Bai Guang is about as close as you get in China to Ross Perot.

In a new book, "World Trade Tidal Wave," he warns that if China succeeds in its 13-year bid to join the World Trade Organization, fledgling manufacturers in this sheltered economy will take a beating from foreign competitors.

To win admission to the global trade body, his book explains, China will be forced to slash tariffs and clear a thicket of regulatory measures that have protected domestic enterprises here for decades. Tens of thousands of Chinese businesses--including ventures in key sectors such as autos, steel and electronics--could be wiped out. Legions of Chinese workers could be laid off.

"The tidal wave hitting China's iron and steel industry will be enormous," Bai declares in a typical passage. "Many small and medium enterprises, and even some of the big producers, could go bankrupt. All of society could be affected."

But don't expect to find Bai, a 48-year old economist, jousting with government leaders on national television, brandishing charts and hurling insults as then-candidate Perot did during the 1992 presidential race, as he warned of dire economic consequences to befall the United States if it entered a free-trade pact with Mexico. This is China, after all, and Communist Party leaders have pronounced China's inclusion in the 134-nation body that regulates world trade as a top foreign policy goal and a matter of national prestige.

And so, on the eve of a long-awaited U.S.-China summit that could clear the most significant remaining obstacle to China's entry into the Geneva-based entity, popular discussion of the WTO is subdued.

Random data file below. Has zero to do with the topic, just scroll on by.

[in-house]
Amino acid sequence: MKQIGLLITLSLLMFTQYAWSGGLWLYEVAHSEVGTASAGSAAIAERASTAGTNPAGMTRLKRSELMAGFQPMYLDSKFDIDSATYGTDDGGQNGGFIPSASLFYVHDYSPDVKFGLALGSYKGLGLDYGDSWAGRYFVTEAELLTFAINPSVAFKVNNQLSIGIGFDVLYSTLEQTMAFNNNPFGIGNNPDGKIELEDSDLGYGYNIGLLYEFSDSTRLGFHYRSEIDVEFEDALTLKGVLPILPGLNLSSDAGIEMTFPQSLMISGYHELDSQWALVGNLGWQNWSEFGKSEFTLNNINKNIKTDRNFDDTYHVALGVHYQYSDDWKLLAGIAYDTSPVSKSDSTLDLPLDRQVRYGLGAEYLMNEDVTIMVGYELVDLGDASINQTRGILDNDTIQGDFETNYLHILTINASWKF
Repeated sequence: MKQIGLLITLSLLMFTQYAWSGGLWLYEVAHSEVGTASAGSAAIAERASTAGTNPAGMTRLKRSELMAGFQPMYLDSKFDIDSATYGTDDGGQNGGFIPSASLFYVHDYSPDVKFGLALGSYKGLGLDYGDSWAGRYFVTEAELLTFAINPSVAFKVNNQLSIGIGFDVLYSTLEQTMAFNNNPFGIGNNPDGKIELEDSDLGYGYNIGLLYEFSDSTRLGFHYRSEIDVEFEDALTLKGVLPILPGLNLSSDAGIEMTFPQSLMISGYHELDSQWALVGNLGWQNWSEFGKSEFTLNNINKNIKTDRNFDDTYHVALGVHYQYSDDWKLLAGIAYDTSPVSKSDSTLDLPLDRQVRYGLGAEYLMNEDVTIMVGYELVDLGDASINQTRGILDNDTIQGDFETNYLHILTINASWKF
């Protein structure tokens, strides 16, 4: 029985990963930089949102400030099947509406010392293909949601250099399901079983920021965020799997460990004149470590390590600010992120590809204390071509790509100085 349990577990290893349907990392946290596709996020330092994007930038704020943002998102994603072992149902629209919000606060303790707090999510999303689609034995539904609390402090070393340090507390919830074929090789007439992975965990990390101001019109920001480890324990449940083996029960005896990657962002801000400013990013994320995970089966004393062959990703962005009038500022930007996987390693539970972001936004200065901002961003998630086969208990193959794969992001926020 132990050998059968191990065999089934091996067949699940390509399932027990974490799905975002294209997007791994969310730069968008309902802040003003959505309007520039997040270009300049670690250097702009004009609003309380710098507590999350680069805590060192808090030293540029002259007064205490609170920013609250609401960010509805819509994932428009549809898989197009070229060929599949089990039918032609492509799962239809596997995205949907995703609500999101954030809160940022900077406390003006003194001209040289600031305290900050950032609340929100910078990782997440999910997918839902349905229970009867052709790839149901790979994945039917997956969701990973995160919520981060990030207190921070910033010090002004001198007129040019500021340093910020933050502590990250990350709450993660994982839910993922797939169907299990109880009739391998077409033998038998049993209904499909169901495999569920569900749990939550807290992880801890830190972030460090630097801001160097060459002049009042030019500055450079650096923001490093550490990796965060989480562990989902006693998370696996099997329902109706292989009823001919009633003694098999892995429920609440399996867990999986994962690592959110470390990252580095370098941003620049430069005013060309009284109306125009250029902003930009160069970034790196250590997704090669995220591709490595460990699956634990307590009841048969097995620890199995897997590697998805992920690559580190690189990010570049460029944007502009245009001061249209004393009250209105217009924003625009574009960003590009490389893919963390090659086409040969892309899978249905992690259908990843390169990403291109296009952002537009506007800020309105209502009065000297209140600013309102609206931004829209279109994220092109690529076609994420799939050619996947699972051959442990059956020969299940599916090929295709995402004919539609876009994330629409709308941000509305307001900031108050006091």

But the muted public debate belies the enormous stakes for China's citizens--and the ferocity of opposition within the Communist leadership.

Last April, to win U.S. support for China's inclusion in the trade body, China's reform-minded prime minister, Zhu Rongji, put forward a package of concessions so sweeping that it stunned business leaders in America. It also enraged Communist stalwarts in China, who attacked Zhu as a "traitor" guilty of "betraying China" by proposing to let foreigners gain control of vital national industries such as telecommunications and oil.

Zhu offered a proposal that would have thrown open Chinese markets to outside competition for a wide array of goods and services. It would have chopped tariffs to an average of 10 percent, down from the current 17 percent, and rescinded a host of restrictions limiting foreign firms' ability to invest, buy and sell goods and services and distribute their products inside China.

Together, those measures would force wrenching economic and social changes in the world's most populous nation, economists said.

But China's leaders are betting that however painful the short-term adjustments, they will be outweighed by the potentially huge long-term benefits of opening the nation's troubled $1 trillion economy to foreign competition. They are hoping that WTO membership will help spur economic growth by providing bigger markets for Chinese exports while forcing Chinese businesses to become more productive.

China could take a giant step toward inclusion in the global trade group today at a meeting in Auckland, New Zealand, between President Clinton and Chinese president Jiang Zemin.

U.S. trade negotiators have spent the past week in Beijing and Auckland haggling with their Chinese counterparts about WTO admission, resuming talks that faltered after Clinton--bowing to pressure from congressional critics and organized labor--rejected Zhu's April proposals. Talks broke off altogether after NATO's May 7 bombing of the Chinese embassy in Belgrade.

But during the past month, each government has shown its eagerness to close a deal. Among U.S. business leaders and trade experts, expectations are running high that Clinton and Jiang will emerge all smiles from today's encounter to announce an agreement that matches, or goes beyond, Zhu's April position.